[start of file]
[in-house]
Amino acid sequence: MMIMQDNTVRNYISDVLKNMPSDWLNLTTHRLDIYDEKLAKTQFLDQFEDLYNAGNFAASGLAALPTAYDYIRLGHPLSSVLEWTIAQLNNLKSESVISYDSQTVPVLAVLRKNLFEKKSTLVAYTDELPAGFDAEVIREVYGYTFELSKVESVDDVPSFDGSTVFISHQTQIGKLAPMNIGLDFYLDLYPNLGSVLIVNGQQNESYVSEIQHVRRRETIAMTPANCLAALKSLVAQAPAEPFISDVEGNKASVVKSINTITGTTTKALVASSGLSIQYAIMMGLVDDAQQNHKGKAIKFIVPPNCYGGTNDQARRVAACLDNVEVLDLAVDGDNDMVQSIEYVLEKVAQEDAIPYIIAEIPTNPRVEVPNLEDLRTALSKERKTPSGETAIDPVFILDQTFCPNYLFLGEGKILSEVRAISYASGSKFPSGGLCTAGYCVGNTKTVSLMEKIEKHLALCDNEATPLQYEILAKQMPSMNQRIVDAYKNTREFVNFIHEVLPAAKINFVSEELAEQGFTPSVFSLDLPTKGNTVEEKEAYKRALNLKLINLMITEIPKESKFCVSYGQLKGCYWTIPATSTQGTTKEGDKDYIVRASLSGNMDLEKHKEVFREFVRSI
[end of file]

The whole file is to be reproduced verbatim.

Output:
[in-house]
Amino acid sequence: MMIMQDNTVRNYISDVLKNMPSDWLNLTTHRLDIYDEKLAKTQFLDQFEDLYNAGNFAASGLAALPTAYDYIRLGHPLSSVLEWTIAQLNNLKSESVISYDSQTVPVLAVLRKNLFEKKSTLVAYTDELPAGFDAEVIREVYGYTFELSKVESVDDVPSFDGSTVFISHQTQIGKLAPMNIGLDFYLDLYPNLGSVLIVNGQQNESYVSEIQHVRRRETIAMTPANCLAALKSLVAQAPAEPFISDVEGNKASVVKSINTITGTTTKALVASSGLSIQYAIMMGLVDDAQQNHKGKAIKFIVPPNCYGGTNDQARRVAACLDNVEVLDLAVDGDNDMVQSIEYVLEKVAQEDAIPYIIAEIPTNPRVEVPNLEDLRTALSKERKTPSGETAIDPVFILDQTFCPNYLFLGEGKILSEVRAISYASGSKFPSGGLCTAGYCVGNTKTVSLMEKIEKHLALCDNEATPLQYEILAKQMPSMNQRIVDAYKNTREFVNFIHEVLPAAKINFVSEELAEQGFTPSVFSLDLPTKGNTVEEKEAYKRALNLKLINLMITEIPKESKFCVSYGQLKGCYWTIPATSTQGTTKEGDKDYIVRASLSGNMDLEKHKEVFREFVRSI